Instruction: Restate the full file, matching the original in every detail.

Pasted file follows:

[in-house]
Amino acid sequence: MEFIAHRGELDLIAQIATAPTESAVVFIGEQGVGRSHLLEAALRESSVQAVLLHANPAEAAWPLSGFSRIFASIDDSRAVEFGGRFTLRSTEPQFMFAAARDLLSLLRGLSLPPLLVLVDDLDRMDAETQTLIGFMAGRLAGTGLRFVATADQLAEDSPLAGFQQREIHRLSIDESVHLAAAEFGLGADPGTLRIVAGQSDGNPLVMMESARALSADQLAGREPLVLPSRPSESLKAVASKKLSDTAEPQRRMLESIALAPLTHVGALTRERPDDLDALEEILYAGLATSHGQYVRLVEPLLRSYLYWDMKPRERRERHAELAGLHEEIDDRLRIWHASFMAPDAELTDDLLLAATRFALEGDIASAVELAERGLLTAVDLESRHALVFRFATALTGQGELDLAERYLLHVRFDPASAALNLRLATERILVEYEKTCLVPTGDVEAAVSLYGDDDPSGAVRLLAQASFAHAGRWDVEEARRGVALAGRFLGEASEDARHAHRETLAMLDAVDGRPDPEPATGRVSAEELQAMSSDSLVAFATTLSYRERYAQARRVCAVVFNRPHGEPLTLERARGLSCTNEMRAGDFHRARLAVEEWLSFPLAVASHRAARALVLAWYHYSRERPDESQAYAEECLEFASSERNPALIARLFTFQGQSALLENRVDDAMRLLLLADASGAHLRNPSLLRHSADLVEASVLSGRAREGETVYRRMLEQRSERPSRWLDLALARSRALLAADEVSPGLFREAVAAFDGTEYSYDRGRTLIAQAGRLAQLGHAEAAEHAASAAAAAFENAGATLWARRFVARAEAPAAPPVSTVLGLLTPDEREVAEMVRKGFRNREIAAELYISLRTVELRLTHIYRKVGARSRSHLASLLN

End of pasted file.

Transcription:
[in-house]
Amino acid sequence: MEFIAHRGELDLIAQIATAPTESAVVFIGEQGVGRSHLLEAALRESSVQAVLLHANPAEAAWPLSGFSRIFASIDDSRAVEFGGRFTLRSTEPQFMFAAARDLLSLLRGLSLPPLLVLVDDLDRMDAETQTLIGFMAGRLAGTGLRFVATADQLAEDSPLAGFQQREIHRLSIDESVHLAAAEFGLGADPGTLRIVAGQSDGNPLVMMESARALSADQLAGREPLVLPSRPSESLKAVASKKLSDTAEPQRRMLESIALAPLTHVGALTRERPDDLDALEEILYAGLATSHGQYVRLVEPLLRSYLYWDMKPRERRERHAELAGLHEEIDDRLRIWHASFMAPDAELTDDLLLAATRFALEGDIASAVELAERGLLTAVDLESRHALVFRFATALTGQGELDLAERYLLHVRFDPASAALNLRLATERILVEYEKTCLVPTGDVEAAVSLYGDDDPSGAVRLLAQASFAHAGRWDVEEARRGVALAGRFLGEASEDARHAHRETLAMLDAVDGRPDPEPATGRVSAEELQAMSSDSLVAFATTLSYRERYAQARRVCAVVFNRPHGEPLTLERARGLSCTNEMRAGDFHRARLAVEEWLSFPLAVASHRAARALVLAWYHYSRERPDESQAYAEECLEFASSERNPALIARLFTFQGQSALLENRVDDAMRLLLLADASGAHLRNPSLLRHSADLVEASVLSGRAREGETVYRRMLEQRSERPSRWLDLALARSRALLAADEVSPGLFREAVAAFDGTEYSYDRGRTLIAQAGRLAQLGHAEAAEHAASAAAAAFENAGATLWARRFVARAEAPAAPPVSTVLGLLTPDEREVAEMVRKGFRNREIAAELYISLRTVELRLTHIYRKVGARSRSHLASLLN